Playing with fire

Don’t play with fire, the old wisdom goes, or you might get burned. Whether through ignorance, arrogance, or both, we think, “No problem, I got this” — and mess with things that we lack the skill or strength to control. 

“Don’t play with matches,” parents warn their children. But somehow, kids seem fascinated with fire. I once had a friend who enjoyed building model planes and ships from plastic kits. But if he made a mistake, he’d stuff the defective model with rags, soak them with lighter fluid, and set the whole thing ablaze. If he had them, he’d add firecrackers for a satisfying little explosion.

I suspect he made mistakes on purpose. (Be forewarned. Once they get a little older, you might want to think twice before accepting their invitation to a backyard barbecue.)

Adults play with fire in other ways, and sometimes get burned. Luke tells us just such a story in Acts 19:

There were some Jews who traveled around throwing out evil spirits. They tried to use the power of the name of the Lord Jesus against some people with evil spirits. They said, “In the name of the Jesus whom Paul preaches, I command you!” (Acts 19:13, CEB)

These people were not believers, but somewhat secularized Jews who mixed their heritage with the mystic arts. As we’ve seen, magic was a common practice in Ephesus. There, people respected Judaism, but their knowledge was filtered through their cultural superstitions.

They knew, for example, that among the Jews, only the high priest was allowed to speak the name of God aloud, and only once a year at that, on Yom Kippur. To the Ephesians magicians, this meant that the unutterable name was like a secret incantation that only the chief sorcerer could pronounce. Thus, we should think of the traveling exorcists Luke describes as having no relationship to Jesus, but using his name as one might cast a spell.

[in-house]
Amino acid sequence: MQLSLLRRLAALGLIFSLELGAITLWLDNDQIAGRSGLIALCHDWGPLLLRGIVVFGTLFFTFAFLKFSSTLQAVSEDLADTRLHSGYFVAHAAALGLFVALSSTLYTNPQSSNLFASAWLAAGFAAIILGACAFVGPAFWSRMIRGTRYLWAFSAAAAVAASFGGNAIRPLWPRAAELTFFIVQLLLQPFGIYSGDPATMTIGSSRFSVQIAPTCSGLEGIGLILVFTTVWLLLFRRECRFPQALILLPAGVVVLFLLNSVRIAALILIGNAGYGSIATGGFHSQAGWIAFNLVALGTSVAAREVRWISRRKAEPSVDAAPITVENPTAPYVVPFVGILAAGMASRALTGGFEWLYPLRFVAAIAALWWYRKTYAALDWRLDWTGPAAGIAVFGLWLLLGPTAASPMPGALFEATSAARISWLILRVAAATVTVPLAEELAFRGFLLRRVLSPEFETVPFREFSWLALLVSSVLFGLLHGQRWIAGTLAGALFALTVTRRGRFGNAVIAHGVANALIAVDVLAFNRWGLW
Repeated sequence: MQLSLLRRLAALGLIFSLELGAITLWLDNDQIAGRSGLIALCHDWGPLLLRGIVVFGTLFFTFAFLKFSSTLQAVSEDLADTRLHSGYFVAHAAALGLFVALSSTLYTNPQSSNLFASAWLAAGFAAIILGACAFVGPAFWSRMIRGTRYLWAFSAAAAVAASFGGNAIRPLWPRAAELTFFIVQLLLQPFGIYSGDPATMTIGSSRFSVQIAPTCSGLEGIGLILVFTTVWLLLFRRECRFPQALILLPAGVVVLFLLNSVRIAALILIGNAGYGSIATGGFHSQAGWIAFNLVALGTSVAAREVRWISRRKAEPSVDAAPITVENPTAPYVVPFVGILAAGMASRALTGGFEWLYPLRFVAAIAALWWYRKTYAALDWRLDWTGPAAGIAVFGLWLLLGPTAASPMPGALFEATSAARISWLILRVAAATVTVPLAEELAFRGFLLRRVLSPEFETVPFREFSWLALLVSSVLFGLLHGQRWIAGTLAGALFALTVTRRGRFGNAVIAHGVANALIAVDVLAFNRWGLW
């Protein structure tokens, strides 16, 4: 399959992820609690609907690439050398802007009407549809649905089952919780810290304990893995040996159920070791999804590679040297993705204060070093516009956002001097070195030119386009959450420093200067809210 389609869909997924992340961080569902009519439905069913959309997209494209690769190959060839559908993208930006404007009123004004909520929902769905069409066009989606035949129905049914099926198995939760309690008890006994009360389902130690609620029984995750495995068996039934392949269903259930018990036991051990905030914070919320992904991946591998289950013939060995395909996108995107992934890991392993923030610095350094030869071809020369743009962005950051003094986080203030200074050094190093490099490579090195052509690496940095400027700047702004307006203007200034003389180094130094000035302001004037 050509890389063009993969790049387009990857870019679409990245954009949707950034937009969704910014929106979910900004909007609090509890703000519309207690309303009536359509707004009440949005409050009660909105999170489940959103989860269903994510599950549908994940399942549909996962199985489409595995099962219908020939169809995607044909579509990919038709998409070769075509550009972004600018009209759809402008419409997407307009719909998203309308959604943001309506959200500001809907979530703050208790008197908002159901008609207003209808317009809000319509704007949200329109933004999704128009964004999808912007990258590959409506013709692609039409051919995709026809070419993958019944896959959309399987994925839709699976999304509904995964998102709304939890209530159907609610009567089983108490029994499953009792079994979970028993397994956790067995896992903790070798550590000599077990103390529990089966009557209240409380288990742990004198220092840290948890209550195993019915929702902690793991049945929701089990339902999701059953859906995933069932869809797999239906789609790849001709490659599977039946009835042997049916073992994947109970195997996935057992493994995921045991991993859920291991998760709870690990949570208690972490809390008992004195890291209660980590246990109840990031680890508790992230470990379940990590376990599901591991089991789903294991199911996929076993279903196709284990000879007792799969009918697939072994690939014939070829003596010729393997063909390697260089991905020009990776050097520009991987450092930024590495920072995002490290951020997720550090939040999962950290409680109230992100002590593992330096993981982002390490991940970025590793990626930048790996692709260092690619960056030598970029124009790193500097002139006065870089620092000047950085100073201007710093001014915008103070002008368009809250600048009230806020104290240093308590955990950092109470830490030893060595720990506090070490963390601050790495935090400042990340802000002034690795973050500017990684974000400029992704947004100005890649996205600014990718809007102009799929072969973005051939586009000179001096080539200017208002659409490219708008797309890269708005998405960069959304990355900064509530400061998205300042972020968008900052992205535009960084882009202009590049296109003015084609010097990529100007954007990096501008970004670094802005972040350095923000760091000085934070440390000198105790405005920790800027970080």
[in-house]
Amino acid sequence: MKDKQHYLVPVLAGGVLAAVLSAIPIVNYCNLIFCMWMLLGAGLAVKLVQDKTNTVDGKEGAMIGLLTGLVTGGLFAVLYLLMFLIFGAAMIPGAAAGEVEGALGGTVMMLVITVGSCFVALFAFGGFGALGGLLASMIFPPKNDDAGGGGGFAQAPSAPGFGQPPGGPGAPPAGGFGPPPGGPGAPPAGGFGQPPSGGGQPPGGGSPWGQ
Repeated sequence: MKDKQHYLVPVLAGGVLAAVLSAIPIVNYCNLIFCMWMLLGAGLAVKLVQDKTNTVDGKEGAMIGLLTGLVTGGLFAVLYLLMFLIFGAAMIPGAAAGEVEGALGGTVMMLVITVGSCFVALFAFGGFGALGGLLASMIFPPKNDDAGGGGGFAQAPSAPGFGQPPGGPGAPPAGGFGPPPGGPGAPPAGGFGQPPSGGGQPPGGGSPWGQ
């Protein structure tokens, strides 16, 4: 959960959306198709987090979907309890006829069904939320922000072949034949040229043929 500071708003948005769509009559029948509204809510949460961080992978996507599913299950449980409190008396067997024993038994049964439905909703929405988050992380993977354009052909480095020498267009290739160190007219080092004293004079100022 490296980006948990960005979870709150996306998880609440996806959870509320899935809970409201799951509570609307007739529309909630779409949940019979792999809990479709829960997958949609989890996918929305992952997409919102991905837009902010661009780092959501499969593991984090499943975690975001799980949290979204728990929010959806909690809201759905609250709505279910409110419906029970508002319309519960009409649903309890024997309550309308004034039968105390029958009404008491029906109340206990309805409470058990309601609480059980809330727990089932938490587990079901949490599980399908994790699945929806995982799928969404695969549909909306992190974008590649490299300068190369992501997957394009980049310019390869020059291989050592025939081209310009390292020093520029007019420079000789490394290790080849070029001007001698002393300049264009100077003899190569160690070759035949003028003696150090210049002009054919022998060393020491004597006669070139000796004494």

Against that background, Luke tells a cautionary tale about the seven sons of a high priest named Sceva. They thought they could simply use the name of Jesus like a magic word to command demons to flee. But they soon found themselves in over their collective head. In one instance,

The evil spirit replied, “I know Jesus and I’m familiar with Paul, but who are you?” The person who had an evil spirit jumped on them and overpowered them all with such force that they ran out of that house naked and wounded. (Acts 19:15-16)

This scene would make great theater. It could be played with menace and spine-tingling special effects (Let’s make his head spin in circles before he attacks!). But I read it as farce, as if Luke were to say, Look at these hapless clowns. Didn’t Daddy teach them not to play with fire? 

Indeed, the evil spirit seems to toy with them: You command me in the name of Jesus, “whom Paul preaches”? Well, let’s see. I know who Jesus is. He’s certainly no one to be trifled with. But for future reference, notice that I have no trouble using his name myself. And Paul? Yes, I’ve heard of him too. He’s been making quite a splash around these parts. But who the heck are you? Allow me to teach you how much authority you have here…

It was hardly a fair fight. Seven guys against one with a demon.

Guess who won. Maybe they were just having an off day?

The story spread quickly, until everyone in Ephesus, both Jews and Greeks “was seized with fear and…held the name of the Lord Jesus in the highest regard” (Acts 19:17). That doesn’t mean that they understood or accepted the gospel. But they learned the hard way that the name of Jesus was much more than just a Hebrew version of abracadabra. 

The problem with the magician’s mindset is that it treats the name of God as a means to an end, something to be manipulated for personal gain, as if God was obliged to be at the beck and call of those with the secret password. The fear that seized the people was the fear of God in its appropriate biblical sense — the realization that one was calling upon a power much greater than they had imagined at first.

And as we’ll see in the next post, not even believers are immune to that magical way of thinking.